New Year New Rules for College Football

College Football new RulesFans of college football know how debilitating penalties can be for a football team. There are very few things that are more upsetting than a costly penalty at the end of the game that ends up affecting the outcome. That’s why it’s important for players to have a perfectly clear understanding of the rules, and it wouldn’t hurt college football betting enthusiasts to understand them either. While understanding penalties may just lead to fans arguing with the refs, knowing which teams are penalty prone can help those who bet on sports from making costly picks. With that in mind let’s take a look at the new rulings the NCAA will be implementing for the upcoming season.

 College football usually implements, or at least tweaks, several rules each year. The majority of these rules concern themselves with the safety of the players and preventing teams from excessively celebrating. The information regarding ruling changes is made readily available to college football betting fans by the National Football Foundation (NFF). Back in 2011 the NFF teamed up with Rogers Redding – the national coordinator for College Football Officiating (CFO). These two organizations have made it their mission to bring to the light exactly what changes the NCAA will be implementing.

The first rule change involves blocking below the waist and low hits on the quarterback. Now any player who isn’t a lineman (running backs, wide receivers, and tight ends) cannot block below the waist unless the initial contact is made at the opponent’s front. This should help defenses defend against the run as offensive players can no longer throw themselves at defenders legs. This ruling will also affect players who leave the tackle box after the snap, like in a screen for example. Also, chop blocking (when a player takes out a defender’s legs) cannot be performed in the direction of the starting position of the football until the ball carrier has completely crossed the line of scrimmage. In regards to the hit on quarterbacks, defenders are prohibited from making ‘forcible’ contact below the quarterback’s waist. This ruling doesn’t seem too clear and it sounds like it will be up to the refs to determine what is forcible.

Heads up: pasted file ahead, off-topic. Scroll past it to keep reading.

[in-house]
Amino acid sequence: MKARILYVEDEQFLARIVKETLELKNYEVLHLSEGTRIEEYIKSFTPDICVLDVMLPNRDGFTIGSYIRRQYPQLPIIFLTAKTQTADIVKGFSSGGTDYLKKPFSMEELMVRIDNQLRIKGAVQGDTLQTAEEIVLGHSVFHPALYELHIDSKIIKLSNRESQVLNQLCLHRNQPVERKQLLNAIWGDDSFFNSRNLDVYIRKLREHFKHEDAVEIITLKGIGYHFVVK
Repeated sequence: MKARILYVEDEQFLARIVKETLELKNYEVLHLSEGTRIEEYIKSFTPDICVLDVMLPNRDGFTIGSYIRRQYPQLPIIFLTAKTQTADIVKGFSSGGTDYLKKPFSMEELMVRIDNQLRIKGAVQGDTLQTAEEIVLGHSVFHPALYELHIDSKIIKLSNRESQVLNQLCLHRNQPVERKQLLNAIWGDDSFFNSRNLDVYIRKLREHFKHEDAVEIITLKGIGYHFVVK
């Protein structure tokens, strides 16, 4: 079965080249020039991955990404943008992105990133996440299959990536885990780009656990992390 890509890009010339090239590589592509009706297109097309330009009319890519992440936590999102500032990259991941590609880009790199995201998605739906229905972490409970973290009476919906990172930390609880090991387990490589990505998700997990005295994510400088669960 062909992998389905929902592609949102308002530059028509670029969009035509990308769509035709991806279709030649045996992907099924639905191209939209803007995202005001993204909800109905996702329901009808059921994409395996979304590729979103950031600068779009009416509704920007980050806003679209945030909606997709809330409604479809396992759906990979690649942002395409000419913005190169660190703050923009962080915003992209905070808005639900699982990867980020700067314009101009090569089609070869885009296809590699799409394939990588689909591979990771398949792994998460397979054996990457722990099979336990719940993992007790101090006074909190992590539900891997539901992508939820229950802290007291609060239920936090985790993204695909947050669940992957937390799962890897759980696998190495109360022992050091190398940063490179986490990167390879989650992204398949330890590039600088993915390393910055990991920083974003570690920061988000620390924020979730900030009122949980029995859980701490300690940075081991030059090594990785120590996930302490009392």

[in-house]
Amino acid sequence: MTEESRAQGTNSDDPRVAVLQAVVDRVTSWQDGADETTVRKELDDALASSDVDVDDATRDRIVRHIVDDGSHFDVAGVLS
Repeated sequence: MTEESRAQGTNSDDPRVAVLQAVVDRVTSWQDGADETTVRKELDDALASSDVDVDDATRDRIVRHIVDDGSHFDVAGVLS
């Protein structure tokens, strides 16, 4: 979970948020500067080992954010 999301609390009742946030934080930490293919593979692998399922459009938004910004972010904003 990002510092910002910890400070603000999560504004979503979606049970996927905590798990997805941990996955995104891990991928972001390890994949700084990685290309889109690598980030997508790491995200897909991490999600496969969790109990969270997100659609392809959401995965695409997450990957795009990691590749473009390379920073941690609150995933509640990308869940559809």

In 2015 there was an experimental rule change to allow a medical professional to observe, alongside the officials in the Instant Replay booth, and actually interrupt the game. They would only interfere when they saw an injury but neither the officials nor the sideline personnel were able to spot it. This proved to be very successful and the ruling has been made permanent.

A new rule has been added to clarify the position of players behind the line of scrimmage in kicking formations. Now there must be at least one player 10 yards behind the line of scrimmage, or a kicker/holder with a minimum distance of 7 yards again from the line of scrimmage. This is to help prevent teams from using speed players instead of linemen, taking advantage of specific rulings.

Tripping is now illegal for all players, including the ball carrier. Also coaches can now be ejected after receiving 2 unsportsmanlike conduct penalties.

One of the biggest changes is the new power given to referees to start or stop the game. Previously teams with the lead would commit penalties on purpose in an effort to run out the clock. Now officials can determine exactly when they would like to start the clock, in an effort to curb this type of habits.